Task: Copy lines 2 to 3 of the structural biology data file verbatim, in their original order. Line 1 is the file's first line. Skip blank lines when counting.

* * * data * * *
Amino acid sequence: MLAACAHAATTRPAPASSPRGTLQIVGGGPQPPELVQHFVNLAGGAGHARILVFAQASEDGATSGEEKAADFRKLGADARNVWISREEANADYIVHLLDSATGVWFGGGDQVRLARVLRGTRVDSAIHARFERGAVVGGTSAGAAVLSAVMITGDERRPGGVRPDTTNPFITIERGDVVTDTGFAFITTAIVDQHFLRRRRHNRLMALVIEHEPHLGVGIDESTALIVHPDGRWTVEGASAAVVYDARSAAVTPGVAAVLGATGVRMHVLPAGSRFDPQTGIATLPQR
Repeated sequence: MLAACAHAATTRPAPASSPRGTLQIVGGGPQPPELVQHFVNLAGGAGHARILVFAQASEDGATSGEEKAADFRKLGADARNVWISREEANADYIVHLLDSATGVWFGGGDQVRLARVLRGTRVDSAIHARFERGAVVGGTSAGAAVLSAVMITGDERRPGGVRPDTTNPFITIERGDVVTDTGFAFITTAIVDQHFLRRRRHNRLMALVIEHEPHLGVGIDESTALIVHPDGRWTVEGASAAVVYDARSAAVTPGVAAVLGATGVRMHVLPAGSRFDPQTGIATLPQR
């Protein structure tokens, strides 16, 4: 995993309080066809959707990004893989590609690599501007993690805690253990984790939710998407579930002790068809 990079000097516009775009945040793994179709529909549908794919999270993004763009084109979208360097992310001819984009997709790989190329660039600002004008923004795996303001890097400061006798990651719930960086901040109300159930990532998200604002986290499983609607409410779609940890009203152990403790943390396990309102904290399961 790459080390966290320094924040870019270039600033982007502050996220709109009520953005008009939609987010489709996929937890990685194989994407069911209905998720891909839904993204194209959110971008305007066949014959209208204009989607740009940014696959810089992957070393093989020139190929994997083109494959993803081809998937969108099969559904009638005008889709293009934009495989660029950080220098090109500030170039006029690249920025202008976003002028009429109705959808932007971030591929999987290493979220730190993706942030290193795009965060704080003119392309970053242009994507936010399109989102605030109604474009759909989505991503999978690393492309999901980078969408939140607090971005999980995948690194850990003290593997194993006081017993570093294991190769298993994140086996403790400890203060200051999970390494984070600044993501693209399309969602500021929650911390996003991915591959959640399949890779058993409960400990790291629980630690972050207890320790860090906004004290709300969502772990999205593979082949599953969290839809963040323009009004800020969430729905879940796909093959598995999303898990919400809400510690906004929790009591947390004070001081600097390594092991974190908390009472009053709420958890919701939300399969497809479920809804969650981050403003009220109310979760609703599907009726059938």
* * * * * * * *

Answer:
Repeated sequence: MLAACAHAATTRPAPASSPRGTLQIVGGGPQPPELVQHFVNLAGGAGHARILVFAQASEDGATSGEEKAADFRKLGADARNVWISREEANADYIVHLLDSATGVWFGGGDQVRLARVLRGTRVDSAIHARFERGAVVGGTSAGAAVLSAVMITGDERRPGGVRPDTTNPFITIERGDVVTDTGFAFITTAIVDQHFLRRRRHNRLMALVIEHEPHLGVGIDESTALIVHPDGRWTVEGASAAVVYDARSAAVTPGVAAVLGATGVRMHVLPAGSRFDPQTGIATLPQR
């Protein structure tokens, strides 16, 4: 995993309080066809959707990004893989590609690599501007993690805690253990984790939710998407579930002790068809 990079000097516009775009945040793994179709529909549908794919999270993004763009084109979208360097992310001819984009997709790989190329660039600002004008923004795996303001890097400061006798990651719930960086901040109300159930990532998200604002986290499983609607409410779609940890009203152990403790943390396990309102904290399961 790459080390966290320094924040870019270039600033982007502050996220709109009520953005008009939609987010489709996929937890990685194989994407069911209905998720891909839904993204194209959110971008305007066949014959209208204009989607740009940014696959810089992957070393093989020139190929994997083109494959993803081809998937969108099969559904009638005008889709293009934009495989660029950080220098090109500030170039006029690249920025202008976003002028009429109705959808932007971030591929999987290493979220730190993706942030290193795009965060704080003119392309970053242009994507936010399109989102605030109604474009759909989505991503999978690393492309999901980078969408939140607090971005999980995948690194850990003290593997194993006081017993570093294991190769298993994140086996403790400890203060200051999970390494984070600044993501693209399309969602500021929650911390996003991915591959959640399949890779058993409960400990790291629980630690972050207890320790860090906004004290709300969502772990999205593979082949599953969290839809963040323009009004800020969430729905879940796909093959598995999303898990919400809400510690906004929790009591947390004070001081600097390594092991974190908390009472009053709420958890919701939300399969497809479920809804969650981050403003009220109310979760609703599907009726059938």